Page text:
Linked Analysis Evolution Breaks Down Silos as CUs Battle Fraudsters

There’s no shortage of damage payments and social engineering fraud can do to a company as well as its member relationships.

Creating silos within an organization usually isn’t one of them, but it’s exactly the aim of an upgraded fraud prevention effort from PSCU/Co-op Solutions. The fraudsters are getting more sophisticated, and social engineering and artificial intelligence (AI)-enabled scams are gaining ground and forcing financial institutions (FIs) to reconsider how they’re bolstering their defenses.

Karen Postma, senior vice president of risk solutions at PSCU/Co-op Solutions, told PYMNTS that linking previously siloed banking channels — and sharing data in real time — is a critical line of defense against fraud.

“Over the past several years, as an industry, we’ve talked about a layered approach to fraud,” she said.

That approach typically has set up separate layers of protection across an online banking channel, a mobile channel and the authorization channel, she explained.

“But that approach does not necessarily account for the silos that are then created” in the sharing of fraud-related information and experiences, she added.

The conversation came against a backdrop in which PSCU/Co-op Solutions said it has begun a multi-year initiative to “evolve” its Linked Analysis platform. The new initiative will add cloud migration and enhanced AI capabilities for data integration and collaboration that Postma said will cement a holistic view of members while battling fraud across channels.

Linked Analysis solves for the siloed environments and pain points of data sharing by cross-pollinating information across various channels, she said.

“You don’t have to ‘learn’ about a certain broad trend in, say, 3DS and in authorization and online banking — the information is used across the spectrum,” said Postma.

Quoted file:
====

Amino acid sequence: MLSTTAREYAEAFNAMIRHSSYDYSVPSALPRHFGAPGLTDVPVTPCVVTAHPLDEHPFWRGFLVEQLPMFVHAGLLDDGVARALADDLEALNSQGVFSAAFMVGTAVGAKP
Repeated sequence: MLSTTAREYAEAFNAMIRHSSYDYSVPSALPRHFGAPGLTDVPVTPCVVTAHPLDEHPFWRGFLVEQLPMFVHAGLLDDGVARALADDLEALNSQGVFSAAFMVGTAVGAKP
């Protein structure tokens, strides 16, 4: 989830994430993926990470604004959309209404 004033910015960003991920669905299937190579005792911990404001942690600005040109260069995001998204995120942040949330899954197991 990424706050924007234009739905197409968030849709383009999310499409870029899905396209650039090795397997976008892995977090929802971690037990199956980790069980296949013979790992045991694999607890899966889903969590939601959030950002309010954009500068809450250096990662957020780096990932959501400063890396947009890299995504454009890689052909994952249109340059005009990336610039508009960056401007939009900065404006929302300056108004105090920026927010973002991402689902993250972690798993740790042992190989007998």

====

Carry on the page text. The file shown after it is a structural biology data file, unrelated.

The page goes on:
Data is offered up via thousands of financial institutions. Along the way, stakeholders gain insight into fraud trends that might start “small” but would otherwise evolve from the call center into mobile channels, for example, and shut down the fraudulent transactions before they get to the authorization stage, she said. Understanding where consumers are using apps or transacting in 3DS environments, and even where the IP address is coming from can help inform cross-channel defenses.

Thus far, Linked Analysis has helped credit unions mitigate tens of millions of dollars in what would otherwise have been losses to fraudsters, she said.

Improving Consumer Communications

The newest and upcoming iterations of Linked Analysis also will offer up a holistic experience on the member-facing side of the interactions, breaking down silos there as well. Alerts will be uniform across channels — into what Postma said would be “the same short code, the same verbiage, the same messaging,” throughout cross-channel engagements.

The data sharing — done in real time — is streamlined using cloud-based technologies and APIs, she said. The platform approach also keeps credit unions from having to do the technical heavy lifting of integrating various forms of AI on their own to build new fraud-fighting defenses.

“There’s a lot of movement toward the cloud, and that’s where a lot of the new technology is landing for interoperability” between FIs and between their own internal departments, she said.

Looking ahead, the new Linked Analysis iterations will give rise to a “single case management system” that funnels data and data sharing through a standardized lens of communications, she said. The roadmap also will be one where members can convey their preferences about how they want to communicate with their credit union — and how they want to receive those communications (via text or email, for example, or push notifications).

“We’re not only detecting and preventing fraud,” she said, “we’re forging a consistent experience for the member — with less interruption to their normal, everyday transactions.”